VATICAN CITY (CNS) – Canonizing two recent popes in the presence of his immediate predecessor, Pope Francis praised the new Sts. John XXIII and John Paul II as men of courage and mercy, who responded to challenges of their time bty modernizing the Catholic Church in fidelity to its ancient traditions.
“They were priests, bishops and popes of the 20th century,” the pope said April 27, in his homily during Mass in St. Peter’s Square. “They lived through the tragic events of that century, but they were not overwhelmed by them. For them, God was more powerful.”

“John XXIII and John Paul cooperated with the Holy Spirit in renewing and updating the church in keeping with her original features, those features which the saints have given her throughout the centuries,” he said.t
Speaking before a crowd of half a million that included retired Pope Benedict XVI, Pope Francis praised St. John for his best-known accomplishment, calling the Second Vatican Council, which he said “showed an exquisite openness to the Holy Spirit.”
“He let himself be led, and he was for the church a pastor, a servant-leader,” the pope said of St. John. “This was his great service to the church. I like to think of him as the pope of openness to the Spirit.”

Pope Francis characterized St. John Paul as the “pope of the family,” a title he said the late pope himself had hoped to be remembered by. Pope Francis said he was sure St. John Paul was guiding the church on its path to two upcoming synods of bishops on the family, to be held at the Vatican this October and in October 2015.

The pope invoked the help of the two new papal saints for the synods’ success, and he prayed, “May both of them teach us not to be scandalized by the wounds of Christ and to enter ever more deeply into the mystery of divine mercy, which always hopes and always forgives, because it always loves.”
Pope Francis has said the agenda for the family synods will include church teaching and practice on marriage, areas he has said exemplify a particular need for mercy in the church today.

The pope repeatedly mentioned mercy in his homily, which he delivered on Divine Mercy Sunday, an observance St. John Paul put on the church’s universal calendar in 2000. The Polish pope died on the vigil of the feast in 2005 and was beatified on Divine Mercy Sunday in 2011.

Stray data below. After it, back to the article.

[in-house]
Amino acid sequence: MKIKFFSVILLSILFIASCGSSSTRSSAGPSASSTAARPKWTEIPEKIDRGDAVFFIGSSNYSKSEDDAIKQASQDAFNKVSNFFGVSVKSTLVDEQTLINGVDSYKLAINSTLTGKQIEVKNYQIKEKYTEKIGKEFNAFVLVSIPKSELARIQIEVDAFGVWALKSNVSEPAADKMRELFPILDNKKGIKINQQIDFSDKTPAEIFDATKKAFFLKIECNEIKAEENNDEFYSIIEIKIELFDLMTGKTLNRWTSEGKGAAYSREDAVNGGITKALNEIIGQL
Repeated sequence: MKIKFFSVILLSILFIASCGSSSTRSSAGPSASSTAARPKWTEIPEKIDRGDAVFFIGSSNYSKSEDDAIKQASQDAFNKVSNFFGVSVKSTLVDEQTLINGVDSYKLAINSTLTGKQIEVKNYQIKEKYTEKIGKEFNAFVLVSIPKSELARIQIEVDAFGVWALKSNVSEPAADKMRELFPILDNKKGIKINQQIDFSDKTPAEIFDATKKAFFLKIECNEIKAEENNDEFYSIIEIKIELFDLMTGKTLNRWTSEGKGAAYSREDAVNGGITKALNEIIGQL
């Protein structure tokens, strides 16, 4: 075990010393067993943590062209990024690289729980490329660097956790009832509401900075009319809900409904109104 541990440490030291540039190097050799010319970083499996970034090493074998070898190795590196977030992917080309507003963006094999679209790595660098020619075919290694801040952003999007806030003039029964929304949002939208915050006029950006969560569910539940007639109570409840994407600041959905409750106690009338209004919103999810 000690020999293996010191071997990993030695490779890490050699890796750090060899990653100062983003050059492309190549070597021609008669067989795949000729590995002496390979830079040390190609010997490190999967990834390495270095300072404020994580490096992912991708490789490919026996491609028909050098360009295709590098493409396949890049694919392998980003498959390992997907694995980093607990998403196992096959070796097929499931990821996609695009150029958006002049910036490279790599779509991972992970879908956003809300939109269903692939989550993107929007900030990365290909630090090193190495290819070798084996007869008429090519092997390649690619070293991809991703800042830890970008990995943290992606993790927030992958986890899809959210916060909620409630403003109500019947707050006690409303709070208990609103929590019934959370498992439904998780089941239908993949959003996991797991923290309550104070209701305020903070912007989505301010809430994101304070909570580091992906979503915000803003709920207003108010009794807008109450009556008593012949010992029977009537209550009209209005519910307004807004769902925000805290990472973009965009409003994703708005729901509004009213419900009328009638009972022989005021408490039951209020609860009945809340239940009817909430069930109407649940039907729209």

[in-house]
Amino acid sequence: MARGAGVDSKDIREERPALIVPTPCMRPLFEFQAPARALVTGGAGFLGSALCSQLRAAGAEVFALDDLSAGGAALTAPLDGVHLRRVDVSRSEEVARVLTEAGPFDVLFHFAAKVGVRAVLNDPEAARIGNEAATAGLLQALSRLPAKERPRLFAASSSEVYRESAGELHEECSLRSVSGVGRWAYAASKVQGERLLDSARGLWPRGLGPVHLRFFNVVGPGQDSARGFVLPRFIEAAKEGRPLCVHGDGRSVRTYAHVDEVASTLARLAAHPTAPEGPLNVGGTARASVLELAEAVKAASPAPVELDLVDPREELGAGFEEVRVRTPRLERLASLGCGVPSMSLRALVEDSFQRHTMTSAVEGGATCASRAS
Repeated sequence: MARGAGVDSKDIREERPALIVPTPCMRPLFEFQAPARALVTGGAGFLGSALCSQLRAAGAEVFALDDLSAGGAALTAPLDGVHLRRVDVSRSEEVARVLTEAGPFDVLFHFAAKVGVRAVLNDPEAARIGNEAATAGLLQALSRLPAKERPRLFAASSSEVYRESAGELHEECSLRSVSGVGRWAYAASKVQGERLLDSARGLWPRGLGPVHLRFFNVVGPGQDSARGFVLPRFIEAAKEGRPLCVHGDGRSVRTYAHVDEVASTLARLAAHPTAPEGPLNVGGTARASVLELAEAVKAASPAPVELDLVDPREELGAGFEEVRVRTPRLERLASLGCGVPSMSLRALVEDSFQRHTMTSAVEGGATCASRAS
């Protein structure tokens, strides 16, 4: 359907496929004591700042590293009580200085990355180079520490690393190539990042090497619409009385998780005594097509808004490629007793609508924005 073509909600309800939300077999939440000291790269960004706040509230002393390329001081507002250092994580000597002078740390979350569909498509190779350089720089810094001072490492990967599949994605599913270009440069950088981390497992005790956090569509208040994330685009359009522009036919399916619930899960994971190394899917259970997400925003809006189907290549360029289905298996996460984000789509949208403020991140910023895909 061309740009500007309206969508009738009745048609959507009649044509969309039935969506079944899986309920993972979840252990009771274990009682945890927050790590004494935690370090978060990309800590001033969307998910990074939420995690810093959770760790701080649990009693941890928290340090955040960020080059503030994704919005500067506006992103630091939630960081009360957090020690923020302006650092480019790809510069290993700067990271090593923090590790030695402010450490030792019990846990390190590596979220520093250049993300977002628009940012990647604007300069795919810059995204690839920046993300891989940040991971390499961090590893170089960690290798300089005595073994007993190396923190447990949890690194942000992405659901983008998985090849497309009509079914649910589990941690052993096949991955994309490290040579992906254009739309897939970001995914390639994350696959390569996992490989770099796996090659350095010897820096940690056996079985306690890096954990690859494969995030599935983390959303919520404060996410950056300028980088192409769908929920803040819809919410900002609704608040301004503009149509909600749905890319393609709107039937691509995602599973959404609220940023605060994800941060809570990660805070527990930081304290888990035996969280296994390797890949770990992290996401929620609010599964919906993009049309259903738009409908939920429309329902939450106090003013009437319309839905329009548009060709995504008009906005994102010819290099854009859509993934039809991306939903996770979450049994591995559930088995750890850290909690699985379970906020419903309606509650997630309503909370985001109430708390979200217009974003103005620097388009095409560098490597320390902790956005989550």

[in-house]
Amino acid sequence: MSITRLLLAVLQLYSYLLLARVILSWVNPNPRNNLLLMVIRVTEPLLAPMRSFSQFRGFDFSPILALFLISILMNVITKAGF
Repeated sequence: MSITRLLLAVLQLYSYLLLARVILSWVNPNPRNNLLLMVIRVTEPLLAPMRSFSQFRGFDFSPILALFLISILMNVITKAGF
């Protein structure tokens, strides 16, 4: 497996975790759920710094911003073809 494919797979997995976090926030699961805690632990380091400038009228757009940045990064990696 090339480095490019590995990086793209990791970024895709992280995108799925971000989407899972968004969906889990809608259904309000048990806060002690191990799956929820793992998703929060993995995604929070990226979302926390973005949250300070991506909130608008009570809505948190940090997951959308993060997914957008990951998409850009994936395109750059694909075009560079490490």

In addition to Pope Benedict, making only his third public appearance since he resigned in February 2013, Pope Francis’ concelebrants included some 150 cardinals and 700 bishops.

Pope Benedict did not join the procession of bishops at the start of Mass, but arrived half an hour earlier, wearing white vestments and a bishop’s miter and walking with a cane; he sat in a section of the square designated for cardinals. Pope Francis greeted his predecessor with an embrace at the start of the Mass, drawing applause from the crowd, and approached him again at the end.
During the canonization ceremony, which took place at the beginning of the Mass, devotees carried up relics of the new saints in matching silver reliquaries, which Pope Francis kissed before they were placed on a small table for veneration by the congregation.

St. John’s relic was a piece of the late pope’s skin, removed when his body was transferred to its present tomb in the main sanctuary of St. Peter’s Basilica.
Floribeth Mora Diaz, a Costa Rican woman whose recovery from a brain aneurysm was recognized by the church as a miracle attributable to the intercession of St. John Paul, brought up a silver reliquary containing some of the saint’s blood, taken from him for medical testing shortly before his death in 2005.

The Mass took place under cloudy skies with temperatures in the low 60s, and only a sprinkle of rain fell just before the 10 a.m. start of the liturgy. Huge tapestries bearing portraits of the two saints hung from the facade of the basilica, and the square was decorated with 30,000 roses and other flowers donated by the nation of Ecuador.
The square and the broad Via della Conciliazione leading up to it were tightly packed with approximately half a million pilgrims, many of whom had been standing for hours before the start of Mass. Among the many national flags on display, the majority were from Poland, the native land of St. John Paul.

The Vatican said 93 countries sent official delegations to the Mass, and more than 30 of the delegations were led by a president or prime minister. The current king and queen of Spain and the former king and queen of Belgium were in attendance.
The canonizations of both popes came after extraordinary measures by their successors to expedite the process. Pope Benedict waived the usual five-year waiting period before the start of a sainthood cause for Pope John Paul shortly after his death, when he was mourned by crowds shouting “Santo subito!” (“A saint at once!”). In the case of St. John, Pope Francis waived the usual requirement of a second miracle before a blessed can added to the church’s canon of saints.

‘Joy of the Gospel’ shared